Economic Problem in the Philippines

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10 Economic Problems of the Philippines

1. Over-dependence on Global Economy
The growth of the Philippines economy drastically slowed to just 3.6% in the first three quarters of 2011, which is significantly less than the 7%-8% growth targeted by administration's Philippine Development Plan (PDP). Though the slowdown may have been due to the ongoing global crisis, it was markedly slower in comparison to other South-East Asian neighbors. Economic performance figures indicated a contraction in exports and a drop in FDI. Though the remittances from overseas Filipinos to the country grew in the first ten months of 2011, however the compensation that overseas Filipinos received actually fell, in peso terms, due to an appreciating peso.

In 2011 the Aquino administration sought a FTA (Free Trade Agreement) with the EU and join the Trans-Pacific Partnership (TPP). The administration further allowed the US to even more directly influence Philippine economic policy making in its self-interest, by entering in a Partnership for Growth (PfG). These partnerships will consequently further the dependence of the economy on the global economy, whereas a regional arrangement between less unequal Southeast Asian countries is potentially useful. Greater attention has to be paid to addressing to the internal problems of the economy and enhancing domestic-oriented growth. A policy of removing structural impediments to growth has to be adopted with lesser focus on foreign investors and exporters.

2. Misplaced Fiscal Austerity
Practicing fiscal austerity just to get favorable credit ratings can be counterproductive. The Aquino administration, in 2011, pursued fiscal austerity and spent 2.1% less in the first 11 months than it did in the same period last year. This along with increased revenues brought down the fiscal deficit and subsequently international credit rating agencies Standard and Poor's, Moody's and Fitch upgraded the country's credit ratings and outlooks. In 2011 the government cut spending on economic services, including infrastructure, in the same vein did not fill in for shortfalls in education, health and housing sectors. As a result, over the first three quarters of 2011, income from public construction contracted by about 46% whereas government consumption reduced by a mere 1.7% in comparison to the same period last year.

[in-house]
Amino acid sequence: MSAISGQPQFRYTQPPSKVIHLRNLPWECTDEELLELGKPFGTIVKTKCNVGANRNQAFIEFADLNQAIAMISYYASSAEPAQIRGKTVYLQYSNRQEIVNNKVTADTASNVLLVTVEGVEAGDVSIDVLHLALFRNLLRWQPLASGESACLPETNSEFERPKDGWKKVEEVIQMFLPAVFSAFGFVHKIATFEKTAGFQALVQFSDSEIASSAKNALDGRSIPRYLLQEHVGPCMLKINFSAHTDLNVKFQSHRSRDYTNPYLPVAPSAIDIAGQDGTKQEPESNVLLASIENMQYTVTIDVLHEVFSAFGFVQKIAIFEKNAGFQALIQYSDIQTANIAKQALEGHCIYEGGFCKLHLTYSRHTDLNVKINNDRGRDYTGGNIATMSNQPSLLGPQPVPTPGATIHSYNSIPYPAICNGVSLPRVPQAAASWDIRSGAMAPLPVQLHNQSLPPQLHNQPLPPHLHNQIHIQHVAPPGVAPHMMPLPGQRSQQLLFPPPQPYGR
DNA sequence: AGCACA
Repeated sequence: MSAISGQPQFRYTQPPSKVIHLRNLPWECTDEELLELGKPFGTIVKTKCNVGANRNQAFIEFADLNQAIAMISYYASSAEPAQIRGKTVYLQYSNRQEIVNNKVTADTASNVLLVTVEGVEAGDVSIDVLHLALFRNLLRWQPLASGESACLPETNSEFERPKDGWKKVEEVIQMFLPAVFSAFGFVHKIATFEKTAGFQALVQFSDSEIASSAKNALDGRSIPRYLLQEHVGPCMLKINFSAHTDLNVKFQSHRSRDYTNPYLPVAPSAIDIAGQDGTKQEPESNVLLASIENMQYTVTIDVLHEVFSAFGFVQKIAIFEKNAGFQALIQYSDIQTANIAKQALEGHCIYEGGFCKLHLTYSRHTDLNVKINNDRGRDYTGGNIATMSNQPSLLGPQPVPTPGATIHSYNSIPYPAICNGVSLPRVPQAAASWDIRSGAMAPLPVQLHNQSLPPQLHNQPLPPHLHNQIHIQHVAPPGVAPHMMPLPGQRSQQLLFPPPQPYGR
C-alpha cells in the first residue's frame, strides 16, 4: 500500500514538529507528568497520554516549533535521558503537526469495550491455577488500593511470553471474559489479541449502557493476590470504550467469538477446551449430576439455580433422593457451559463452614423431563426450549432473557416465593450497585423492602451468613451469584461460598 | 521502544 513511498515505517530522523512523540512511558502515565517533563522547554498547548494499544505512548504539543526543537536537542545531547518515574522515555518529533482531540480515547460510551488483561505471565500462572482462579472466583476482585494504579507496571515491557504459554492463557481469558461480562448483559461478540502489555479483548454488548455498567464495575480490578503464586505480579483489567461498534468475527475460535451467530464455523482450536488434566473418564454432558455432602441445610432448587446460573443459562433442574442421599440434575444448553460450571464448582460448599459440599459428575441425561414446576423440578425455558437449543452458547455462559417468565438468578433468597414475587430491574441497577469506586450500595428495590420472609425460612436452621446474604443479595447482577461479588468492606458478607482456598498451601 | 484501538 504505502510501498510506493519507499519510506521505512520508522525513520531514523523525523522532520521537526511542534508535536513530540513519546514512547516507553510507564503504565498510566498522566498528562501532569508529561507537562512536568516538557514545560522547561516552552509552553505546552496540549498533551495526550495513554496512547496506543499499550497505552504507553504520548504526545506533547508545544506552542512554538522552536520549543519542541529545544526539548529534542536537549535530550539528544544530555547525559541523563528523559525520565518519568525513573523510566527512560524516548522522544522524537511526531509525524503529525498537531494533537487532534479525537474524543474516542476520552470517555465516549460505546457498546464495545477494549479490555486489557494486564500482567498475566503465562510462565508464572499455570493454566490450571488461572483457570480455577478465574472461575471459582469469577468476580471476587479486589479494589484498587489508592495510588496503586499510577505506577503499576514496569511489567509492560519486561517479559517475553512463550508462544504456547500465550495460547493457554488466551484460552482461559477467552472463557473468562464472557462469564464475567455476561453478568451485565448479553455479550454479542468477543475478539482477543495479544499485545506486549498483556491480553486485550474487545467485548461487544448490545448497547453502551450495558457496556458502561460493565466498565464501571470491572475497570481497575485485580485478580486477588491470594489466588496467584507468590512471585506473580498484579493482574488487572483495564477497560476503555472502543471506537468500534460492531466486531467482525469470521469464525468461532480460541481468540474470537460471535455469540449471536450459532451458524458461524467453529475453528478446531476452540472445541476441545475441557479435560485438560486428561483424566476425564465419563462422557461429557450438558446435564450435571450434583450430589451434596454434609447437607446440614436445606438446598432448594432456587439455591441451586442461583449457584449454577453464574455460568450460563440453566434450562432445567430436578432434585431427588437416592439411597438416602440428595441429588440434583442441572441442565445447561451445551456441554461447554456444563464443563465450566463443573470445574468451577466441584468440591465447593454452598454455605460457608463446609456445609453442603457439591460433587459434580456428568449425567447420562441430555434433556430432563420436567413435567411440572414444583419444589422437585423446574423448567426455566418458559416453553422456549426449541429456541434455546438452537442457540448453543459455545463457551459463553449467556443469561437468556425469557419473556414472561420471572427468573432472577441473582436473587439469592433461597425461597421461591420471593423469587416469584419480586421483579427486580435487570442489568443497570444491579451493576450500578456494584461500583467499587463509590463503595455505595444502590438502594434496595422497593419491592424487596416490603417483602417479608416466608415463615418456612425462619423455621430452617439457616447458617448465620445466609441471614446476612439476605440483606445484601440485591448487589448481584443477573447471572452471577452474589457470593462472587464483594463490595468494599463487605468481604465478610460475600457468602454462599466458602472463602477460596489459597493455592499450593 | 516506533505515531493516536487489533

Misplaced austerity measures and an exaggerated concern about credit ratings contracts the economy, reduces demand and undermines future growth. The proposed public private partnerships (PPPs) are a poor substitute to real investment and public expenditure, because the former are majorly driven by short-term profit while the latter play a vital role to create development.

These are just some of the economic challenges looming large over the Philippines. The country is facing significant decline in industrial production, gross domestic product, income and employment and sales. The Aquino presidency supposedly is getting the support of the people, as indicated by its high approval ratings, for the necessary economic measures that are in the general public interest. In 2011, the Aquino administration's policy choices to give greater weight to narrow foreign and domestic elite interests, unfortunately, underscores the challenge of pushing for real reform in 2012.

3. Import-Export Imbalance
The negative trade is heavy and only counterbalanced by the service account surplus. Over the last two decades, Philippine exports have shifted from commodity-based products to manufactured goods. In the midst of the current global economic recession, the exports of electronics, garments and textiles are yet to reach a level of import neutralization.We can solve it by apply a tax directly to consumer and every one confront the problem in their money and not in the check in to the country.

We need to improve more moral consumer philosophy. We need...
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